You can also check out the complete listing HERE on their website.
Yes, I will admit that our last photo was inspired from meeting the great Clint Howard at the HorrorHound convention last weekend. Such a class act. The film of course is Evilspeak (1981) and is such a lot of fun. I mean, how could it not when you contact Satan on an old computer? Good times! Kudos the following for sending in the correct answer: Hoby Abernathy, Aaron Christensen, Ken Johnson, Doug Lamoreux, Dustin Moravich, William Wilson, and Greg Wojick.
So this week’s photo is posted below and yet another woman in distress? A theme perhaps? Maybe. But do you know where this is from? If so, then send your answer in an email to firstname.lastname@example.org. Don’t post them here, so others can have a guess.
Silva Screen is releasing a greatest hits so to speak of some Hammer Horror themes that helped make these films so memorable. While all of these have been released before in two different collections, entitled The Hammer Film Music Collections, Vol. 1 & 2, those might be a little tough to come across these days, or at least without paying a pretty pound. But these new release, called Hammer Horror – Classic Themes (1958-1974), is a collection of themes from 18 of their titles, such as Captain Kronos to Countess Dracula to The Devil Rides Out. Below is the complete listing of the themes and their composers. The CD is only $15.95. You can pre-order your copy HERE.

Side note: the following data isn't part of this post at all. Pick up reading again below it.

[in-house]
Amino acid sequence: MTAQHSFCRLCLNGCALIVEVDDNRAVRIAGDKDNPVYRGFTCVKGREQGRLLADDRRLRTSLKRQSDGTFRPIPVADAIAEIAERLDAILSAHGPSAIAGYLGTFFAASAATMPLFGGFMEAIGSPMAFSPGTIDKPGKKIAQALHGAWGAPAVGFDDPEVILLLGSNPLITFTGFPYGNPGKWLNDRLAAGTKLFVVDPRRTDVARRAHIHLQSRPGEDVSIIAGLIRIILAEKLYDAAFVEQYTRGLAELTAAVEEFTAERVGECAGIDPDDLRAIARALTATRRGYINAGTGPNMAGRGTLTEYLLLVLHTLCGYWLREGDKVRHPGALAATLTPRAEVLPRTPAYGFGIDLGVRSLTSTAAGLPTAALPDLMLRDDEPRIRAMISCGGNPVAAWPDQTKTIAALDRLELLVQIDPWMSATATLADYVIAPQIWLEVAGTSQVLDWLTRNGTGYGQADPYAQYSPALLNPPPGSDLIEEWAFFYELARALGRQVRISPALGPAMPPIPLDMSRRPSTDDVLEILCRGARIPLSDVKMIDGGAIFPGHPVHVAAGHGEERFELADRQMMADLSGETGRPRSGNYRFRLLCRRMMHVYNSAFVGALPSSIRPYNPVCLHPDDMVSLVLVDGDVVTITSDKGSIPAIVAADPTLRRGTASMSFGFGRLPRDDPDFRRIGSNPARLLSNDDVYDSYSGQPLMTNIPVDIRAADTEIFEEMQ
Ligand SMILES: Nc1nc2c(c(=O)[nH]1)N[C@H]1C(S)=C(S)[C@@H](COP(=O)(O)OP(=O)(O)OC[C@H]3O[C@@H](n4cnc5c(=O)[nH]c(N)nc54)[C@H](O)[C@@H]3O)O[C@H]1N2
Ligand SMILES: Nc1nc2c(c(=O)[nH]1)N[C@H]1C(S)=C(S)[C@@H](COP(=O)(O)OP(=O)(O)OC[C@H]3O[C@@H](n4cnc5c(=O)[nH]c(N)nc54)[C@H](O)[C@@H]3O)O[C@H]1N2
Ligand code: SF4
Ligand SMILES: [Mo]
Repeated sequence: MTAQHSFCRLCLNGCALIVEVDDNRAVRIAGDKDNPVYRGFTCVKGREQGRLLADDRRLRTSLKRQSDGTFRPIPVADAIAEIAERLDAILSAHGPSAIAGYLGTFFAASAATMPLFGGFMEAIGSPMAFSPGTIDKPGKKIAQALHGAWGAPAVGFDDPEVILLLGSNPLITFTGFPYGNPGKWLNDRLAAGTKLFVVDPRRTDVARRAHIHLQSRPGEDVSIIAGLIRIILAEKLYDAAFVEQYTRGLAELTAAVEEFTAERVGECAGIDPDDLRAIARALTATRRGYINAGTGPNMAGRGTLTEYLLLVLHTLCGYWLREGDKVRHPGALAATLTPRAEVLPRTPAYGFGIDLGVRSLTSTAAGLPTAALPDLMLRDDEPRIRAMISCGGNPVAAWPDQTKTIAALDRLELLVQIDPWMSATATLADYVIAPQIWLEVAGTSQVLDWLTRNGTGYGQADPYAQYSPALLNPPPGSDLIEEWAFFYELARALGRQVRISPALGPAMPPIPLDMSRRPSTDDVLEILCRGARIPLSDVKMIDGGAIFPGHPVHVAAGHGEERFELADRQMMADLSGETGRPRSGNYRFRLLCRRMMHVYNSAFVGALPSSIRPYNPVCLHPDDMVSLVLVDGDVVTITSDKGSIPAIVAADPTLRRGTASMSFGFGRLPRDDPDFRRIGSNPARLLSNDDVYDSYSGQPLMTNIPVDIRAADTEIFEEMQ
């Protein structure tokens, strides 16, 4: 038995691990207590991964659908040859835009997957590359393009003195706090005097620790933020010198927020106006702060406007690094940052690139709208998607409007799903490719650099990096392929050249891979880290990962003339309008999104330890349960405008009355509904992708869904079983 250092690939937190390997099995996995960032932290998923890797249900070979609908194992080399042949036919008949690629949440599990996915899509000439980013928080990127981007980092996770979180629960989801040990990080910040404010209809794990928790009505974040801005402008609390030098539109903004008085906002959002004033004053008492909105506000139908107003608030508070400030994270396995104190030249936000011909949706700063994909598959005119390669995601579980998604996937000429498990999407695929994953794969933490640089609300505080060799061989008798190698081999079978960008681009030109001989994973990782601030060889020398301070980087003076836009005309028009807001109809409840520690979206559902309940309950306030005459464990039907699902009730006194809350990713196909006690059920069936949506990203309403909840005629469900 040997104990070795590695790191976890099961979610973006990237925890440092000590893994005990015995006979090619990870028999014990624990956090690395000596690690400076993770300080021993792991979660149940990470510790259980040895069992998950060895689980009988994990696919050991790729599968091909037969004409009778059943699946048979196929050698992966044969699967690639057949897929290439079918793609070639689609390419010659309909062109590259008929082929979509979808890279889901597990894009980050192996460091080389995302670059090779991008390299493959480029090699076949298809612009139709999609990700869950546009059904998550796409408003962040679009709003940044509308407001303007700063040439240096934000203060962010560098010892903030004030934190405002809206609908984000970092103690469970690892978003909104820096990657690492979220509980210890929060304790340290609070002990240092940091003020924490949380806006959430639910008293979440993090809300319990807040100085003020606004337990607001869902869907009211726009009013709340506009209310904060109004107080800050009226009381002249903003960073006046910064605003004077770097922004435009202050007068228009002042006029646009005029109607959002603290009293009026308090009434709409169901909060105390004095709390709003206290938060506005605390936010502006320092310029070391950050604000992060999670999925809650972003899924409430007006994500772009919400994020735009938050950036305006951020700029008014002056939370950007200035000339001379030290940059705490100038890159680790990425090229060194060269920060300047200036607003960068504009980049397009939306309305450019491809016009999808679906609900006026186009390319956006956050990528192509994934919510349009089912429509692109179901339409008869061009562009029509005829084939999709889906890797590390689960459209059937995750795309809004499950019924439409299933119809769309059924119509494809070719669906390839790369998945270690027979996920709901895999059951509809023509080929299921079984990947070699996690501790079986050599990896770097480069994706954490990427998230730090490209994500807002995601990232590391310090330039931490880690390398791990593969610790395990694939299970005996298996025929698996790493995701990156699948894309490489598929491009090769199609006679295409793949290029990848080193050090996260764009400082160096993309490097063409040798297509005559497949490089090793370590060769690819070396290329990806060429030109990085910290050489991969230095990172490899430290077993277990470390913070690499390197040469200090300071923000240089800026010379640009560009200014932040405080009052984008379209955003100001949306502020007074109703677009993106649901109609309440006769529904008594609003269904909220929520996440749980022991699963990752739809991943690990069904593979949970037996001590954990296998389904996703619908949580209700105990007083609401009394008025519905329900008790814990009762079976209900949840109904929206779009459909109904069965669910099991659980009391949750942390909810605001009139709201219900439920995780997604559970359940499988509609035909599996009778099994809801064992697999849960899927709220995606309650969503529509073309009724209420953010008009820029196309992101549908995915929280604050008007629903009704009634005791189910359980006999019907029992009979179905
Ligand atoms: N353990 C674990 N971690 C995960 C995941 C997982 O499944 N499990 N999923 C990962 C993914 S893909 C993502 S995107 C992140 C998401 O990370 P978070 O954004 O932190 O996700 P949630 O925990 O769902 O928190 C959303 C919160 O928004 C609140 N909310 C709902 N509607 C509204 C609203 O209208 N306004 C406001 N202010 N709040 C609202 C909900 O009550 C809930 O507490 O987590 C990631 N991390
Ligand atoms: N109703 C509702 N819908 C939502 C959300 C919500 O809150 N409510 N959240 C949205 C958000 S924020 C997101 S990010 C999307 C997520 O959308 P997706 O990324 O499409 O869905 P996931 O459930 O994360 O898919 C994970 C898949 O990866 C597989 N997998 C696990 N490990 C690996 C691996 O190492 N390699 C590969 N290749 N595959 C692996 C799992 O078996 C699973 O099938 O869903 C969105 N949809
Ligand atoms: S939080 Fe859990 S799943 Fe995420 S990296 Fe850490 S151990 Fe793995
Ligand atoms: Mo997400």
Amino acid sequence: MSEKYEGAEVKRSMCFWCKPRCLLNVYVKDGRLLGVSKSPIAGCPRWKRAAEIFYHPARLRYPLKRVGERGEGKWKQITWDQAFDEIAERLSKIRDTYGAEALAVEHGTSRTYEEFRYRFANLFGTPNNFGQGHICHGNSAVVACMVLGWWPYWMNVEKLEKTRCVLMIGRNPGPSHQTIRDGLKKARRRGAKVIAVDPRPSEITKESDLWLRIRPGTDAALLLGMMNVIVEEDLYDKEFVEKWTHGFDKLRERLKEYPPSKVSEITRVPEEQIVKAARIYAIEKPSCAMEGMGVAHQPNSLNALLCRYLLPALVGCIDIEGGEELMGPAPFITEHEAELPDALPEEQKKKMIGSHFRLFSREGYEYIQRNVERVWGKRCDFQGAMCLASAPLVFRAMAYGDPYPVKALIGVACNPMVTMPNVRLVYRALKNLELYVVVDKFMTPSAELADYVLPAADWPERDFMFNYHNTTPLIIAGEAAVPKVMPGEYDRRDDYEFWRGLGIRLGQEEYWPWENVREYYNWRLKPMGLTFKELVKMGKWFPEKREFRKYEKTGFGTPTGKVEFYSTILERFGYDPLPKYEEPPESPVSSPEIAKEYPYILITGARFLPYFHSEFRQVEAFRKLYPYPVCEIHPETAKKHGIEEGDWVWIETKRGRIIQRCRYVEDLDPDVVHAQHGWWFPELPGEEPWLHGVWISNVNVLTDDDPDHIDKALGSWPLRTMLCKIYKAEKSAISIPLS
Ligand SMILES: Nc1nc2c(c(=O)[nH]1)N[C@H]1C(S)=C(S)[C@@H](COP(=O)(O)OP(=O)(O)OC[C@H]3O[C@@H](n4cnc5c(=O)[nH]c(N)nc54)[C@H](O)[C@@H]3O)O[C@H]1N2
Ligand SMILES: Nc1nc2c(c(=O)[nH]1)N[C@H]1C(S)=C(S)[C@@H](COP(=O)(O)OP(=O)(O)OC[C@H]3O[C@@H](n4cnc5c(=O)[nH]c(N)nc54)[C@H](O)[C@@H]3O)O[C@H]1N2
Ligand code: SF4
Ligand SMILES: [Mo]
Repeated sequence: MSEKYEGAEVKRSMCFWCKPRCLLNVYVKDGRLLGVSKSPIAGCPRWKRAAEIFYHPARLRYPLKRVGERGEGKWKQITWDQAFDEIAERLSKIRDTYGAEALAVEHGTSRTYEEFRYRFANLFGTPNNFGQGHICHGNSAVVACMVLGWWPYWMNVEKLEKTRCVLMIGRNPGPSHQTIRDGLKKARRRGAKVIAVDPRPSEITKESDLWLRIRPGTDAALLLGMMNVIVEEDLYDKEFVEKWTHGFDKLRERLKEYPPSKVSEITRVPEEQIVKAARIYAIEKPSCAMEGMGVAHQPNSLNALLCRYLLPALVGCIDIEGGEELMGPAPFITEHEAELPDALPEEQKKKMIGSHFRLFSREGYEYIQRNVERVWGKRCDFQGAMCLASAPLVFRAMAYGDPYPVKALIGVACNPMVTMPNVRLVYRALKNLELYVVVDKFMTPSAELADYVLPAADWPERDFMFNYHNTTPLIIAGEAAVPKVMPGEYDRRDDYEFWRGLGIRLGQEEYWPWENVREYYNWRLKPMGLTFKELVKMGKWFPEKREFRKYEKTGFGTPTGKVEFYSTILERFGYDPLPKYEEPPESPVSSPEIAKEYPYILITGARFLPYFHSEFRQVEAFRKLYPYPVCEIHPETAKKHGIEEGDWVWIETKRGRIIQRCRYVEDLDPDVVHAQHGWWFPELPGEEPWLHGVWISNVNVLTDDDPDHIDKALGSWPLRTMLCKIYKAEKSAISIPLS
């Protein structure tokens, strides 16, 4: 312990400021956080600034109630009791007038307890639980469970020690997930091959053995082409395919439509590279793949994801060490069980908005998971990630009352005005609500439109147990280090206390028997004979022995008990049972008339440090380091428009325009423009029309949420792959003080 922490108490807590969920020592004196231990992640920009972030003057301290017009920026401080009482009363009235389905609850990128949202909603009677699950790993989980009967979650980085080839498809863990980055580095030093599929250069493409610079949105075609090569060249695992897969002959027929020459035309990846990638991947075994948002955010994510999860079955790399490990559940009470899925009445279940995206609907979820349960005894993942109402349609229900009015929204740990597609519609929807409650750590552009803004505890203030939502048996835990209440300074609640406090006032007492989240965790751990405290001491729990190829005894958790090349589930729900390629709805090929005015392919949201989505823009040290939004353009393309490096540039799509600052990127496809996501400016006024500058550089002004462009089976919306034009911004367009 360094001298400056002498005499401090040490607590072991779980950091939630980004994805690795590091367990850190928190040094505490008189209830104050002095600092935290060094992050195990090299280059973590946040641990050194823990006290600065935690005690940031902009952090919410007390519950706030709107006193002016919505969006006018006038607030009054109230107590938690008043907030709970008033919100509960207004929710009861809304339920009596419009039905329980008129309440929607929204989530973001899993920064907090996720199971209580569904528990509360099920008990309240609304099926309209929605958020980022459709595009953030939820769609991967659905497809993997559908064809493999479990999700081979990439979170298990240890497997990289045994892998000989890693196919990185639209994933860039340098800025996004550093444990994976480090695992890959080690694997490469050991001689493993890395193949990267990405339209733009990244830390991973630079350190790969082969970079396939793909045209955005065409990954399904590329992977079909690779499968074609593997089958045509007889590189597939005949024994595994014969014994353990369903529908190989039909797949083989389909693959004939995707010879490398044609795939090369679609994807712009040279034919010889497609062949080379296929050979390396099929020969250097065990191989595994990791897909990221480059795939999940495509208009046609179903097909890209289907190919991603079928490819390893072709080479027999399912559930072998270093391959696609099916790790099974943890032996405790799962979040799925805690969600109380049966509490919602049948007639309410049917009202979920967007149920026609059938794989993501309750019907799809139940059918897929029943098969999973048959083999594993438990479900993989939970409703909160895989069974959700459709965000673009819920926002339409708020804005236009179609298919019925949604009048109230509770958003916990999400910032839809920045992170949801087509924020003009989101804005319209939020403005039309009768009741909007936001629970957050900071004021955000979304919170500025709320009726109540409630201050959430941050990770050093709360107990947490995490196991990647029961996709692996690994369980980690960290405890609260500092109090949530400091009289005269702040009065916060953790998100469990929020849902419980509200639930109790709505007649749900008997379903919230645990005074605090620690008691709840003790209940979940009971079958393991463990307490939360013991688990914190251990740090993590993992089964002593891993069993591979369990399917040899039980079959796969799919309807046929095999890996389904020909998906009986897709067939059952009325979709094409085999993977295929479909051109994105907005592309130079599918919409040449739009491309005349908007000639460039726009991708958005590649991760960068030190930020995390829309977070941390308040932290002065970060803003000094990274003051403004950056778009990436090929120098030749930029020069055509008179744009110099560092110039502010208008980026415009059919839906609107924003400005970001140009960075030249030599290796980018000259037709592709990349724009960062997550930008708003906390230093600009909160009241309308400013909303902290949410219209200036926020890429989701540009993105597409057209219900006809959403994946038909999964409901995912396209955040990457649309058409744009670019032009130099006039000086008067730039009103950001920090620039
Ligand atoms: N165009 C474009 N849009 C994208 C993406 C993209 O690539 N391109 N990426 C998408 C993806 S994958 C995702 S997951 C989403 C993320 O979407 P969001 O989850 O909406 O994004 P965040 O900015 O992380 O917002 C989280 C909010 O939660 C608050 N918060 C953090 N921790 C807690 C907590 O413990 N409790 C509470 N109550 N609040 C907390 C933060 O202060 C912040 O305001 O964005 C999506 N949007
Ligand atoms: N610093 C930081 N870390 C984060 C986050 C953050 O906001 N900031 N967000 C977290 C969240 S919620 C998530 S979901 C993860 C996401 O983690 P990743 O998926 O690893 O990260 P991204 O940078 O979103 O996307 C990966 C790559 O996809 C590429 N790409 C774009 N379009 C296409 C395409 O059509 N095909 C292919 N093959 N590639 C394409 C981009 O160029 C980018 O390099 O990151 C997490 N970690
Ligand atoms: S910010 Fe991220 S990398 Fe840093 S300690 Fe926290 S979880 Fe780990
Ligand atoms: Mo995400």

If you grew up with Famous Monsters of Filmland, or even collected them later on in life, then you are more than aware of the work of Basil Gogos. His stunning portraits of such monstrous and darkened characters but done with such amazing colors, always made an impact with the fans. And that still rings true today just as much as it did when those magazines first hit the newsstands. In fact, probably even more so.